So for example, you could use veryfast with qp 5 and you'll get super fast compression but maybe 100 mbps bitrate for 1080p 60fps ... using "veryslow" will result in same quality (because quality is locked through the qp 5 parameter) but maybe bitrate would average 90 mbps and you'll use more cpu.

So you could save the stream to disk in near lossless quality using very little cpu (ultrafast or veryfast profile in x264) and high bitrate (let's say 100mbps for 1080p 60fps and 200-400mbps for 4K) and then you could recompress using "veryslow" preset and more reasonable bitrates like variable 40 mbps for 1080p 60fps (and keep that for upload to youtube or further processing/rendering etc)

 

For streaming, generally the quality improvements are minimal once you go to "slower"... "slow" and "veryslow" presets usually bring very little improvements in quality.90% of the time . Maybe then next 8..20 techniques go within 95-98% of the best result but only happens less than 5% of the time and the other techniques and the last

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Posted · Original PosterOP
18 minutes ago, mariushm said:

There's almost NEVER a reason to use placebo preset when encoding. It's pointless.

Those presets are about enabling or disabling features of the encoder in order to improve speed of encoding when you have other constraints like bitrate (maximum bits that can be used within a second)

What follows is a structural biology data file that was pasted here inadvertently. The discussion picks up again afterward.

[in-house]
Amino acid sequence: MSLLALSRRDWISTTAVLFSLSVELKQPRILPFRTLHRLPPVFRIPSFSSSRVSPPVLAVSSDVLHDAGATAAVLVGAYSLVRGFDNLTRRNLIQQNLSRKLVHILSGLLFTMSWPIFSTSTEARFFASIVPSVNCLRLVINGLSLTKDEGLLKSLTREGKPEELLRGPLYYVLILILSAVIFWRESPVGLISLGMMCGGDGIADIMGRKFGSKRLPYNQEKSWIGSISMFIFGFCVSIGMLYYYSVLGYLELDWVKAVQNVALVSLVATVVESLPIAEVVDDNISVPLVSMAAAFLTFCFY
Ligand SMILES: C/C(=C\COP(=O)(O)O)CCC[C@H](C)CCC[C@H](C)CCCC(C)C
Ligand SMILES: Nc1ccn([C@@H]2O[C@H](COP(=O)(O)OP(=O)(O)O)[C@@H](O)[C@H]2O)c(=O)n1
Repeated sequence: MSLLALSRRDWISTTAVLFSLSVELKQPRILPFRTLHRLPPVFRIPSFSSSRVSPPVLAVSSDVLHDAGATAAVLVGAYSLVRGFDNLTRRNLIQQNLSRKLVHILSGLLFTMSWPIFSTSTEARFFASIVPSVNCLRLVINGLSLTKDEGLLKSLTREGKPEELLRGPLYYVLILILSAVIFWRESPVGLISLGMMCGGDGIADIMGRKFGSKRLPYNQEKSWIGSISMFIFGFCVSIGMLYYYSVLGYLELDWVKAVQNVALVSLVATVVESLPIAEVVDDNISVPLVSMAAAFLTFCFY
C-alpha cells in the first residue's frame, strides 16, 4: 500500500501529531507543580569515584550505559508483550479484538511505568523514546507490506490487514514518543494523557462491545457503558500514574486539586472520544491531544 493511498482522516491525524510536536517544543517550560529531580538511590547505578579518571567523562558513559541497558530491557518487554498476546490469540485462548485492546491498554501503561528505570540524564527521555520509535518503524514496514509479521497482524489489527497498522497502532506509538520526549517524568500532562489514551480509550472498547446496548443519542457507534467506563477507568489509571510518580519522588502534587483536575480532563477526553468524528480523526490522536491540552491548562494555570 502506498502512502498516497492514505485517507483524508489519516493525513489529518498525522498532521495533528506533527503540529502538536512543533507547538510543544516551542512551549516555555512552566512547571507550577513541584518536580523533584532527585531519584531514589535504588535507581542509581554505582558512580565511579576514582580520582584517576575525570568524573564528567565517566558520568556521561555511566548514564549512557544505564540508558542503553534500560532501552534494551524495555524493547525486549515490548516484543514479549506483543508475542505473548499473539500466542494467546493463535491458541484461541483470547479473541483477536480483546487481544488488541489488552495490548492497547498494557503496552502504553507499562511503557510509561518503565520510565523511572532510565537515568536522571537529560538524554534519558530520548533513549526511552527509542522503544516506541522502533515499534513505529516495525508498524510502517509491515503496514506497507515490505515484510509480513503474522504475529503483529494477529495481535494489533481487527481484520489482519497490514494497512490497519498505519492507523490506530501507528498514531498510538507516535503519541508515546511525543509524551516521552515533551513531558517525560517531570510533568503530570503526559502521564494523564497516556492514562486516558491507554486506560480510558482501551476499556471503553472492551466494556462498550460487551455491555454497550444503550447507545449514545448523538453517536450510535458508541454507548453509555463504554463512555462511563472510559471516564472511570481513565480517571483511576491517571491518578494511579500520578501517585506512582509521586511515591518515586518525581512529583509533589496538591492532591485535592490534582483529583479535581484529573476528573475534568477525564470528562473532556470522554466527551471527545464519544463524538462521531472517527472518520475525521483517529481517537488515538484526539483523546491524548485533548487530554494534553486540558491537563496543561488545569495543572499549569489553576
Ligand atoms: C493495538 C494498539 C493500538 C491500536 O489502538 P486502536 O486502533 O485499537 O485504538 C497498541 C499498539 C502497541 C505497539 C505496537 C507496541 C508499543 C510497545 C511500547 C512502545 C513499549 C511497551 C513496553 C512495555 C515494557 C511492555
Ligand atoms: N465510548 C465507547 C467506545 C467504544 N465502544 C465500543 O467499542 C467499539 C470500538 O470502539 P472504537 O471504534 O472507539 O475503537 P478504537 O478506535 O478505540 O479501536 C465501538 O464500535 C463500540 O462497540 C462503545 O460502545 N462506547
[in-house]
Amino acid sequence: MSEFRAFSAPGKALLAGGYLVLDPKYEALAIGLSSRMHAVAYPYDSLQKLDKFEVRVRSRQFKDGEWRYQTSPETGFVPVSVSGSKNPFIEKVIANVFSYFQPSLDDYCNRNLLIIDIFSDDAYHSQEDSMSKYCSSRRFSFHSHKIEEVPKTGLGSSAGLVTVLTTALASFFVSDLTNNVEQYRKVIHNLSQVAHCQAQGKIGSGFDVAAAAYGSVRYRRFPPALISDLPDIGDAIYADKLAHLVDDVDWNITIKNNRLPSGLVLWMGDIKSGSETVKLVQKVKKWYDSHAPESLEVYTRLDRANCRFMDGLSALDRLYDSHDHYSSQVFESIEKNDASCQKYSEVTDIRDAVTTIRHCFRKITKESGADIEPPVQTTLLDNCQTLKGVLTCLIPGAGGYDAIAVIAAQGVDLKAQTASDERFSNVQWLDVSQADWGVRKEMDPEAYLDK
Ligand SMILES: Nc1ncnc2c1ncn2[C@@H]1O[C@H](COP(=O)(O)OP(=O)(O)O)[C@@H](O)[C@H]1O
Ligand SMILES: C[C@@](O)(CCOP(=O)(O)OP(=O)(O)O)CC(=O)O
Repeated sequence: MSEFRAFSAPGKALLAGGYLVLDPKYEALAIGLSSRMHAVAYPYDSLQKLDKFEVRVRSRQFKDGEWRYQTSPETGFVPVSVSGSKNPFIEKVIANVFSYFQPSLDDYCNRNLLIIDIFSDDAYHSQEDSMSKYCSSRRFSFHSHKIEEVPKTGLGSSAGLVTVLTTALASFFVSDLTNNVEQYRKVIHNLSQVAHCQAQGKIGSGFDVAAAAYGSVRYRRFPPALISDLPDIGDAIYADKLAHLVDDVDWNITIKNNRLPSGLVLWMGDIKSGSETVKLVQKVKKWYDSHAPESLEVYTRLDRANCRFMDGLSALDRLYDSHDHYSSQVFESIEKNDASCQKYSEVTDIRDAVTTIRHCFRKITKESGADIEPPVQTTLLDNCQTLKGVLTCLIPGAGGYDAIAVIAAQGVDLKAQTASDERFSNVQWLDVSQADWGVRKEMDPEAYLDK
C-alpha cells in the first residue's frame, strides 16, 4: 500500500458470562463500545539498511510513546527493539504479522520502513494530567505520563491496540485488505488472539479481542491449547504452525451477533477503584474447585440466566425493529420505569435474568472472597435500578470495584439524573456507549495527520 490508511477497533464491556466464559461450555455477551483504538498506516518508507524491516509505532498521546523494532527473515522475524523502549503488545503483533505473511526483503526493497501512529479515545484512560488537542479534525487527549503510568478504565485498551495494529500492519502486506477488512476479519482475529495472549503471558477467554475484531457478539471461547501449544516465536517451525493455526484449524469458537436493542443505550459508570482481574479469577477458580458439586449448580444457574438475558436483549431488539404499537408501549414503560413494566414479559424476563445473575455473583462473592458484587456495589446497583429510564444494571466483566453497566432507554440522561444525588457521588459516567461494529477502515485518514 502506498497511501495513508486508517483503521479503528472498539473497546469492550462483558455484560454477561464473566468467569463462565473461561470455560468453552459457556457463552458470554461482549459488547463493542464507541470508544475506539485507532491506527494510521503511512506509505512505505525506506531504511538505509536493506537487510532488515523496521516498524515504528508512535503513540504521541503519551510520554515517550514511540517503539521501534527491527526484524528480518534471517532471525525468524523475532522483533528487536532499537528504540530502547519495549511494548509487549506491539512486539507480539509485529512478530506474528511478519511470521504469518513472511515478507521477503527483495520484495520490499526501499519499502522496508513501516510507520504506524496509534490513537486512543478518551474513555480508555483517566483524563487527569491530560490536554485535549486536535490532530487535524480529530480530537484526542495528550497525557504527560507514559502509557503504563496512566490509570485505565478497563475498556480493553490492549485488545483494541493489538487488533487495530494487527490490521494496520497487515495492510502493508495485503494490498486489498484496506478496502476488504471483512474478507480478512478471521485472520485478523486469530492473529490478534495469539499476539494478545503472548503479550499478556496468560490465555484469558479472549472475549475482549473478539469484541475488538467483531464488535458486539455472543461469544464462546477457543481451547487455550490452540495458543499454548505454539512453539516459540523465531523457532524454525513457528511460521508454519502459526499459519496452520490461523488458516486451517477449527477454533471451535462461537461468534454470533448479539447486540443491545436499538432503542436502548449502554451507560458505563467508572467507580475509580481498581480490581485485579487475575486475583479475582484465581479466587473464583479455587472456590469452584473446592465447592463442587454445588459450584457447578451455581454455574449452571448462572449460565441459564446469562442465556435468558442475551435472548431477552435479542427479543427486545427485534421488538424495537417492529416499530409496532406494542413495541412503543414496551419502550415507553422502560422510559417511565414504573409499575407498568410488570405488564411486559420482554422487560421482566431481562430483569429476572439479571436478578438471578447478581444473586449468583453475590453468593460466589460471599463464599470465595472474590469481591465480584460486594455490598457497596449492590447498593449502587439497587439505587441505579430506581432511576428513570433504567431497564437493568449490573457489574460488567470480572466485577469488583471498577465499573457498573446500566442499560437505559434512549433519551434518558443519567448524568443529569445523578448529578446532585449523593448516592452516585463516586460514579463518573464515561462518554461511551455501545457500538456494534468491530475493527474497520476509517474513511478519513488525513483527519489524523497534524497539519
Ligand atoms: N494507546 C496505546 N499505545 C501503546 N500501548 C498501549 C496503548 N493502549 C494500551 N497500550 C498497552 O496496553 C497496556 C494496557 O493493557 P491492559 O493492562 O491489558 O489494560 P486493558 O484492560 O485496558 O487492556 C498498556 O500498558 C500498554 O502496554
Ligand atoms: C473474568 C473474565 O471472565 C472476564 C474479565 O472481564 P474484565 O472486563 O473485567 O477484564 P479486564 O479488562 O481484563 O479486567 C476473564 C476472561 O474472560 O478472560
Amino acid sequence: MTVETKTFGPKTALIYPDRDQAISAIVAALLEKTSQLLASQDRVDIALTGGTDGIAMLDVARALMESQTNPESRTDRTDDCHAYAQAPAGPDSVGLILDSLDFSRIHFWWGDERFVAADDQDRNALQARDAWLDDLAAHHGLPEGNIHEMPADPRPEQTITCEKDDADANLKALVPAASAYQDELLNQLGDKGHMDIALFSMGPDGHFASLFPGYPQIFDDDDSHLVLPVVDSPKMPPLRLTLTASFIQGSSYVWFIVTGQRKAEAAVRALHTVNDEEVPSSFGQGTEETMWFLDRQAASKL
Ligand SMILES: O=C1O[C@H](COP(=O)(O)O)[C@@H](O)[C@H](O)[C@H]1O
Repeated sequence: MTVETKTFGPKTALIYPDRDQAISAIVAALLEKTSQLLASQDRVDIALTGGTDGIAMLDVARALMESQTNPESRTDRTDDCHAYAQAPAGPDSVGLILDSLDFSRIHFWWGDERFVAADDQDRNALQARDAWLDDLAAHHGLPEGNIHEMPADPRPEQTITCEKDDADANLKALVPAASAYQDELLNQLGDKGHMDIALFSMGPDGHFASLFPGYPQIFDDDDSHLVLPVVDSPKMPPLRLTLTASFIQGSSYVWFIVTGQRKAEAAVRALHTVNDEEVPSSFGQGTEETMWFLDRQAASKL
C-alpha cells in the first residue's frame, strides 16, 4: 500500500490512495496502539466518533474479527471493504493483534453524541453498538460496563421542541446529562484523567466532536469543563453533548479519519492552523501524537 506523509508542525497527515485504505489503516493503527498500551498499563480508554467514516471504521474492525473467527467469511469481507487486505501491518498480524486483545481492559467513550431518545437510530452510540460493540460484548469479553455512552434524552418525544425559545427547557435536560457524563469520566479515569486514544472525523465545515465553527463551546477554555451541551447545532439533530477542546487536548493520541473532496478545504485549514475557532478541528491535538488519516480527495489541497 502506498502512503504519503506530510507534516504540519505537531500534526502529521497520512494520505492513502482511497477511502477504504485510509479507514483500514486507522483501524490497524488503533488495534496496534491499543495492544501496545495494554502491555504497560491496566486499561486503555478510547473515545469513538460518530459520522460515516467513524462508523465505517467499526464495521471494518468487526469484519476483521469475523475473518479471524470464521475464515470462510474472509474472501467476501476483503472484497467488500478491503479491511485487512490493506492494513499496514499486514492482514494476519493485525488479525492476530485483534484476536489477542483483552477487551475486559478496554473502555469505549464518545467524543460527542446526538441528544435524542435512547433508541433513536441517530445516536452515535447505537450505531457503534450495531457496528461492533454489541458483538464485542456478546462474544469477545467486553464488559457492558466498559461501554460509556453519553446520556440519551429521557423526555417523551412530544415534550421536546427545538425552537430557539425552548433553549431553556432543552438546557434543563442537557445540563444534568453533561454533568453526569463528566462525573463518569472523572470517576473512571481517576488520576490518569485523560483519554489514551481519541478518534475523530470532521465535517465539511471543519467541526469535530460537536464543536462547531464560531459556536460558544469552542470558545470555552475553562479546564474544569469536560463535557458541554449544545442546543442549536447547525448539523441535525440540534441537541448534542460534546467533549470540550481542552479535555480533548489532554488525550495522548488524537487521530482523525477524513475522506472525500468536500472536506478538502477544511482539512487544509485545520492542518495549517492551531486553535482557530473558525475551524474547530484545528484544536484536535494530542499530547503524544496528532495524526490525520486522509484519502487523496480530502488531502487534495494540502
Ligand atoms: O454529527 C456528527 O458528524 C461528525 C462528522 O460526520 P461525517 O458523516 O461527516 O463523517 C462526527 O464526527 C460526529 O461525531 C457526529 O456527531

For recording to disk (Archiving) you can use quality factor mode where you can tell the encoder to compress every frame of the video at a minimum quality level... for example it's like saying save each frame as JPG at 95% quality (usually you should not notice quality loss between 100% and 92-95%). In such mode, the profile you choose just determines how many features or modes the encoder can use to reduce the amount of disk space is gonna be used, it doesn't result in more quality.

So for example, you could use veryfast with qp 5 and you'll get super fast compression but maybe 100 mbps bitrate for 1080p 60fps ... using "veryslow" will result in same quality (because quality is locked through the qp 5 parameter) but maybe bitrate would average 90 mbps and you'll use more cpu.

So you could save the stream to disk in near lossless quality using very little cpu (ultrafast or veryfast profile in x264) and high bitrate (let's say 100mbps for 1080p 60fps and 200-400mbps for 4K) and then you could recompress using "veryslow" preset and more reasonable bitrates like variable 40 mbps for 1080p 60fps (and keep that for upload to youtube or further processing/rendering etc)

 

For streaming, generally the quality improvements are minimal once you go to "slower"... "slow" and "veryslow" presets usually bring very little improvements in quality.90% of the time . Maybe then next 8..20 techniques go within 95-98% of the best result but only happens less than 5% of the time and the other techniques and the last

You think long run with two elgato cards it would be better to use one for the game rendered through nvenc and the other through the CPU?
Process wise do you think a 3900x would be able to handle all of that, or would it be better to just aim for a 3950x?